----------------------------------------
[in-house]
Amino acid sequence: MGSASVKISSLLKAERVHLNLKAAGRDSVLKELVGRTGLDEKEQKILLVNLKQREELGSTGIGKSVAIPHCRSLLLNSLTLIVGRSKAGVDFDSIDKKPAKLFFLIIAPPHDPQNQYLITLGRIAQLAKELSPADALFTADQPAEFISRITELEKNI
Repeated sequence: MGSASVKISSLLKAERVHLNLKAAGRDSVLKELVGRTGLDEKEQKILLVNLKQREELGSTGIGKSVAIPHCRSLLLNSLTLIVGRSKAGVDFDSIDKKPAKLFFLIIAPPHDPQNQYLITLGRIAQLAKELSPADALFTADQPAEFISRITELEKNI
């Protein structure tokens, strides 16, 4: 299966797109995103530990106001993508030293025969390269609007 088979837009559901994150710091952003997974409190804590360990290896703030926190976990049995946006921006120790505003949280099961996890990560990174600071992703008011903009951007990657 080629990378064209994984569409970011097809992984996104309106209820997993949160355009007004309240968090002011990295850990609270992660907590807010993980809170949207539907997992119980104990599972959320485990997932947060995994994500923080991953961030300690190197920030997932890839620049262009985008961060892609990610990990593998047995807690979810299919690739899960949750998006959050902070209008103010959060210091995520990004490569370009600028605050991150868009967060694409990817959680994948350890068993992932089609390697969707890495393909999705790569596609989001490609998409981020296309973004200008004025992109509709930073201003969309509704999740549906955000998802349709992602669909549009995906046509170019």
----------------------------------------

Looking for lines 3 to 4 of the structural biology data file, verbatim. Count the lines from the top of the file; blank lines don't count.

Repeated sequence: MGSASVKISSLLKAERVHLNLKAAGRDSVLKELVGRTGLDEKEQKILLVNLKQREELGSTGIGKSVAIPHCRSLLLNSLTLIVGRSKAGVDFDSIDKKPAKLFFLIIAPPHDPQNQYLITLGRIAQLAKELSPADALFTADQPAEFISRITELEKNI
């Protein structure tokens, strides 16, 4: 299966797109995103530990106001993508030293025969390269609007 088979837009559901994150710091952003997974409190804590360990290896703030926190976990049995946006921006120790505003949280099961996890990560990174600071992703008011903009951007990657 080629990378064209994984569409970011097809992984996104309106209820997993949160355009007004309240968090002011990295850990609270992660907590807010993980809170949207539907997992119980104990599972959320485990997932947060995994994500923080991953961030300690190197920030997932890839620049262009985008961060892609990610990990593998047995807690979810299919690739899960949750998006959050902070209008103010959060210091995520990004490569370009600028605050991150868009967060694409990817959680994948350890068993992932089609390697969707890495393909999705790569596609989001490609998409981020296309973004200008004025992109509709930073201003969309509704999740549906955000998802349709992602669909549009995906046509170019």